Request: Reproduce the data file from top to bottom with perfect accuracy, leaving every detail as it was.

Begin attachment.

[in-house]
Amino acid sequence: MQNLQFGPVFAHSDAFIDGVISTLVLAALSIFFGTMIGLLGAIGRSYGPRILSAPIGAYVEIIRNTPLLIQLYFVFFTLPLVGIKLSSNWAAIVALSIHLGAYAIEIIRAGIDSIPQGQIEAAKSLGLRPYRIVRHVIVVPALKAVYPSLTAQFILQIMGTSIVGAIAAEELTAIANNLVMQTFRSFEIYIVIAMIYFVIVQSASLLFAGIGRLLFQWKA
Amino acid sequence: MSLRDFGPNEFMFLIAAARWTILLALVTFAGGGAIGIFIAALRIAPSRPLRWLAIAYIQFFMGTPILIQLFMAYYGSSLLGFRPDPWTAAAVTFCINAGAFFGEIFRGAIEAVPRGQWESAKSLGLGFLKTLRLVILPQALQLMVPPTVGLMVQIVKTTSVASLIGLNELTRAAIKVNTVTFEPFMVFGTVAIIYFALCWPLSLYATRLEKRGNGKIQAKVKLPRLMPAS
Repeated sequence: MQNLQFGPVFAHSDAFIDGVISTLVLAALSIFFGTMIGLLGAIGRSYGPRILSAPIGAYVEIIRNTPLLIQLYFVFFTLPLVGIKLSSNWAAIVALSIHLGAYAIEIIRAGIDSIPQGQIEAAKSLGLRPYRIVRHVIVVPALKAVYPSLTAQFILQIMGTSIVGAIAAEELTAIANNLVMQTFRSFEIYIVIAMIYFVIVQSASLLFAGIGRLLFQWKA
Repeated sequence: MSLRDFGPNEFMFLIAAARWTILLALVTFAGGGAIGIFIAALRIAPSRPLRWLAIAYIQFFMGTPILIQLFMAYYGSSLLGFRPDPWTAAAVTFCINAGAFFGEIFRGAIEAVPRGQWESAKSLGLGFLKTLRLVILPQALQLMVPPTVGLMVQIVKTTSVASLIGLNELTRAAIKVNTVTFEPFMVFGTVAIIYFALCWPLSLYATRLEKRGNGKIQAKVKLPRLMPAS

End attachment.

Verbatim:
[in-house]
Amino acid sequence: MQNLQFGPVFAHSDAFIDGVISTLVLAALSIFFGTMIGLLGAIGRSYGPRILSAPIGAYVEIIRNTPLLIQLYFVFFTLPLVGIKLSSNWAAIVALSIHLGAYAIEIIRAGIDSIPQGQIEAAKSLGLRPYRIVRHVIVVPALKAVYPSLTAQFILQIMGTSIVGAIAAEELTAIANNLVMQTFRSFEIYIVIAMIYFVIVQSASLLFAGIGRLLFQWKA
Amino acid sequence: MSLRDFGPNEFMFLIAAARWTILLALVTFAGGGAIGIFIAALRIAPSRPLRWLAIAYIQFFMGTPILIQLFMAYYGSSLLGFRPDPWTAAAVTFCINAGAFFGEIFRGAIEAVPRGQWESAKSLGLGFLKTLRLVILPQALQLMVPPTVGLMVQIVKTTSVASLIGLNELTRAAIKVNTVTFEPFMVFGTVAIIYFALCWPLSLYATRLEKRGNGKIQAKVKLPRLMPAS
Repeated sequence: MQNLQFGPVFAHSDAFIDGVISTLVLAALSIFFGTMIGLLGAIGRSYGPRILSAPIGAYVEIIRNTPLLIQLYFVFFTLPLVGIKLSSNWAAIVALSIHLGAYAIEIIRAGIDSIPQGQIEAAKSLGLRPYRIVRHVIVVPALKAVYPSLTAQFILQIMGTSIVGAIAAEELTAIANNLVMQTFRSFEIYIVIAMIYFVIVQSASLLFAGIGRLLFQWKA
Repeated sequence: MSLRDFGPNEFMFLIAAARWTILLALVTFAGGGAIGIFIAALRIAPSRPLRWLAIAYIQFFMGTPILIQLFMAYYGSSLLGFRPDPWTAAAVTFCINAGAFFGEIFRGAIEAVPRGQWESAKSLGLGFLKTLRLVILPQALQLMVPPTVGLMVQIVKTTSVASLIGLNELTRAAIKVNTVTFEPFMVFGTVAIIYFALCWPLSLYATRLEKRGNGKIQAKVKLPRLMPAS